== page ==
# Fourier transform with mixed derivatives/ 2nd order ODE

1. Jun 18, 2009

### jianxu

1. The problem statement, all variables and given/known data
Hi, So I'm suppose to solve the following problem:

$$\left.\frac{d^{2}u}{dt^{2}}-4\frac{d^{3}u}{dt dx^{2}}+3\frac{d^{4}u}{dx^{4}}=0$$

$$\left.u(x,0) = f(x)$$
$$\left.\frac{du}{dt}(x,0) = g(x)$$

2. Relevant equations

3. The attempt at a solution
First I use fourier transform on the given expression so that I get the following:

Fourier transform of $$\left.\frac{d^{2}u}{dt^{2}}(x,t) = \frac{d^{2}\widehat{u}}{dt^{2}}(\omega ,t)$$

Fourier transform of $$\left.\frac{du}{dt}(x,t) = \frac{d\widehat{u}}{dt}(\omega ,t)$$

Fourier transform of $$\left.\frac{d^{2}u}{dx^{2}}(x,t) = \left(i\omega\right)^{2}\widehat{u}(\omega ,t) = -\left(\omega\right)^{2}\widehat{u}(\omega ,t)$$

Fourier transform of $$\left.\frac{d^{4}u}{dx^{2}}(x,t) = \left(i\omega\right)^{4}\widehat{u}(\omega ,t) = \left(\omega\right)^{4}\widehat{u}(\omega ,t)$$

Which means me overall expression after transform is:
$$\left.\frac{d^{2}\widehat{u}}{dt^{2}}(\omega ,t)+4\left(\omega\right)^{2}\frac{d\widehat{u}}{dt}(\omega ,t)+3\left(\omega\right)^{4}\widehat{u}(\omega ,t)=0$$

Now assuming I did that correctly, the next step I think I should proceed with is to solve for $$\left.\widehat{u}(\omega ,t)$$. I don't remember how to solve this type of ODE, I was reading a couple of sites and it says I should use a characteristic equation which would I assume then be, $$\left.\lambda^{2}+4\omega^{2} \lambda +3\omega$$ where $$\lambda$$ is just an arbitrary symbol to denote a quadratic equation. I looked for the roots and used it along with the general expression of the 2nd order ODE to get
$$\left.\widehat{u}(\omega ,t)=c_{1}+c_{2}e^{-4\omega^{2}t}$$
But it seems to be incorrect since I took the derivative and plugged it back into my fourier transform expression and did not get a 0 for my answer so...Any guidance would be much appreciated!!! Thanks!

2. Jun 18, 2009

### tiny-tim

HI jianxu!

(have an omega: ω )
No, the roots are ω2 = -1 and -3, so the general solution is c1e2t + c2e-3ω2t

3. Jun 18, 2009

### jianxu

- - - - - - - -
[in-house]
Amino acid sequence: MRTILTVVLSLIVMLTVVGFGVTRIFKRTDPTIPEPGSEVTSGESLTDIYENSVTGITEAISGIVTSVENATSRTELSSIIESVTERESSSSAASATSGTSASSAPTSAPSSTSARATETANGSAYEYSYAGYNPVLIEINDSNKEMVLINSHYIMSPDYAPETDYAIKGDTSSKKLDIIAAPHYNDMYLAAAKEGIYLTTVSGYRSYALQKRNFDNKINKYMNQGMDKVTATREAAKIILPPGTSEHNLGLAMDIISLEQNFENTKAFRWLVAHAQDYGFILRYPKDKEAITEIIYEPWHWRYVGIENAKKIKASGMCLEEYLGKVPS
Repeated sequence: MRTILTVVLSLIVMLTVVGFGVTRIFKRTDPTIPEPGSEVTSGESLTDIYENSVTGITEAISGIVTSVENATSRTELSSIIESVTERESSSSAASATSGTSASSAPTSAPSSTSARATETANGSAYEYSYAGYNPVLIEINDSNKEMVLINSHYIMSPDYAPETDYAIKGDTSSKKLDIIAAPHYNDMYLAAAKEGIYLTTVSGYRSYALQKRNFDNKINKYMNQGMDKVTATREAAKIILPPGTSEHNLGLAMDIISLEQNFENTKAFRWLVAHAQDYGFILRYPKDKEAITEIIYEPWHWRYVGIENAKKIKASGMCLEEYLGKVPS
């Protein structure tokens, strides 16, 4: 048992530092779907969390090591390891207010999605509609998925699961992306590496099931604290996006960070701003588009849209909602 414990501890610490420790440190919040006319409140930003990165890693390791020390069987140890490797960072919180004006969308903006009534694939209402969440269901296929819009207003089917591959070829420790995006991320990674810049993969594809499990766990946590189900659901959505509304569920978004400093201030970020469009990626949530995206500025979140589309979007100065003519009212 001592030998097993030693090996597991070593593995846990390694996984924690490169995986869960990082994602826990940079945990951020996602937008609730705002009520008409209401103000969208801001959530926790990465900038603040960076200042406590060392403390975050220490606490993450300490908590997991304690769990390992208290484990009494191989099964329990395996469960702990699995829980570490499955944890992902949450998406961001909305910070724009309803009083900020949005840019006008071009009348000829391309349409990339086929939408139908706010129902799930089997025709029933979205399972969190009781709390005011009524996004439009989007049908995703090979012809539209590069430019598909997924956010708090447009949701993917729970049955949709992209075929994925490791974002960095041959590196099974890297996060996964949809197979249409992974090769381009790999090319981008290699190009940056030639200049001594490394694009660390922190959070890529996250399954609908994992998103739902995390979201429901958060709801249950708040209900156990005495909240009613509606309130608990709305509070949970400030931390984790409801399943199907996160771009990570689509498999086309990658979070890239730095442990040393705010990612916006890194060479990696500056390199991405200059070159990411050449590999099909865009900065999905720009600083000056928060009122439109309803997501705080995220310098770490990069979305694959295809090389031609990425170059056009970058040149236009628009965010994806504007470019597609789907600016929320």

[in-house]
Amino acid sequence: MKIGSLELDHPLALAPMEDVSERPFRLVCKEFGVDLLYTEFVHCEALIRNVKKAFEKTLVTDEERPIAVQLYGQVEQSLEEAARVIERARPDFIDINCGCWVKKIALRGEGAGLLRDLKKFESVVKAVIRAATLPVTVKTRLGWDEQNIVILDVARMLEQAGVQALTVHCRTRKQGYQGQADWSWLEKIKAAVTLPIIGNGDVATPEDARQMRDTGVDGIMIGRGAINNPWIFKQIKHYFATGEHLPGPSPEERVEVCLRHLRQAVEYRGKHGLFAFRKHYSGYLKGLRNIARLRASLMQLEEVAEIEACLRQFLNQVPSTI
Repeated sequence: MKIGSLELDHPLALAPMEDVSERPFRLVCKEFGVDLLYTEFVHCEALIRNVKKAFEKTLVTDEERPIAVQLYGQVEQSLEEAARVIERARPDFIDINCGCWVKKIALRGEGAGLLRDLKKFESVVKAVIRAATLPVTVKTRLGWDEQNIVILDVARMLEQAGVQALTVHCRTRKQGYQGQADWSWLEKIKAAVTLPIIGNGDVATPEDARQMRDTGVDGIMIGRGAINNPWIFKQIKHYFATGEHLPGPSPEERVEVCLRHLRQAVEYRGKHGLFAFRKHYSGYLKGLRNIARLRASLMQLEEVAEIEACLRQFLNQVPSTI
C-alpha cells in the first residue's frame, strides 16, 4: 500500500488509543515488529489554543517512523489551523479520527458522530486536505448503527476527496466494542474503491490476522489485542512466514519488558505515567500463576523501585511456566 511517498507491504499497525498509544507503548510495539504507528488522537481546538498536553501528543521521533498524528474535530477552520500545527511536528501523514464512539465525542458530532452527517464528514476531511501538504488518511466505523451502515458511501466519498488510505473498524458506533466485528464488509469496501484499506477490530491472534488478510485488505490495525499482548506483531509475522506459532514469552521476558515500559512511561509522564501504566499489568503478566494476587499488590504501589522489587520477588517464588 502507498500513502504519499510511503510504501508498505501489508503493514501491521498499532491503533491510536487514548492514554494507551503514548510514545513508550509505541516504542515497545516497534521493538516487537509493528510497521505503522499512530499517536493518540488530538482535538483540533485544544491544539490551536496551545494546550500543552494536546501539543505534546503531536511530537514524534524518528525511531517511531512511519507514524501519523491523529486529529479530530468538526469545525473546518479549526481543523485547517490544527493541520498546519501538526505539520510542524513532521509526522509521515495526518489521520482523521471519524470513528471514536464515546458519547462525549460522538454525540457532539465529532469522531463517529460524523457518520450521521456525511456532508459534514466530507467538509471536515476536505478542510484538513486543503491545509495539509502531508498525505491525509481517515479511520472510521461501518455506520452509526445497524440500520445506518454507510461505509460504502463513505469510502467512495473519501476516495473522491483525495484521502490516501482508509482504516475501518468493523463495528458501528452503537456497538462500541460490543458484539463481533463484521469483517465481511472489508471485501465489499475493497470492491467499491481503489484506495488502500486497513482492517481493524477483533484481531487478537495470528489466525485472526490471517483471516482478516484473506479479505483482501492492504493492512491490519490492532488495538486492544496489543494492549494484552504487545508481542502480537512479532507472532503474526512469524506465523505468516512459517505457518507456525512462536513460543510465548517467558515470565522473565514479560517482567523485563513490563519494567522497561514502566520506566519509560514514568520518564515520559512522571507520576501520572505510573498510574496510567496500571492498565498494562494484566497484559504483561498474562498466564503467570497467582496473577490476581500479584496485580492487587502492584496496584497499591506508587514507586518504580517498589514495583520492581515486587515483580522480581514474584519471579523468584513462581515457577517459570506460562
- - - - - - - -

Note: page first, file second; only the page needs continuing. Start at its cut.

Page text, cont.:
Hi TinyTim, thanks for the reply! I just realized where I made my mistake! Thanks very much for the help!

4. Jun 19, 2009

### jianxu

Hello!

I've been working on this problem and was wondering if someone could check if I've done the rest of this problem correctly!

So after finding the roots, I apply the initial conditions where:
$$\left.\widehat{u}\left(\omega,0\right) = \widehat{f}\left(\omega\right)$$

since t = 0, I have:
$$\left.\widehat{u}\left(\omega,0\right) = \widehat{f}\left(\omega\right) = C_{1}+C_{2}$$

For $$\left.\frac{d\widehat{u}}{dt}$$:
$$\left.\frac{d\widehat{u}}{dt}= -\omega C_{1}e^{-\omega^{2}t}-3\omega C_{2}e^{-3\omega^{2}t}$$
applying initial conditions:
$$\left.\frac{d\widehat{u}}{dt}\left(\omega,0\right)= -\omega C_{1}-3\omega C_{2} = \widehat{g}\left(\omega\right)$$

Now I solved for the constants using elimination and got:
$$\left.C_{1}= \frac{3\widehat{f}(\omega)}{2} + \frac{\widehat{g}(\omega)}{2\omega^{2}}$$
and:
$$\left.C_{2}= -\frac{\widehat{f}(\omega)}{2} - \frac{\widehat{g}(\omega)}{2\omega^{2}}$$

Therefore our $$\left.\widehat{u}(\omega ,t) = \left(\frac{3\widehat{f}(\omega)}{2} + \frac{\widehat{g}(\omega)}{2\omega^{2}}\right)e^{-\omega^{2}t}+ \left(-\frac{\widehat{f}(\omega)}{2} - \frac{\widehat{g}(\omega)}{2\omega^{2}}\right)e^{-3\omega^{2}t}$$

Now I apply inverse fourier transformation so that:
$$\left.u(x,t) = \widehat{f^{-1}}(\omega)$$

Which means:
$$\left.u(x,t) = \frac{1}{\sqrt{2\pi}}\int^{\infty}_{-\infty}(\widehat{u}(\omega ,t))e^{i\omega x}d\omega$$

that would be the solution seeing that we don't know what $$\left.\widehat{f}(\omega )$$ or $$\left.\widehat{g}(\omega )$$ are.

Thanks!!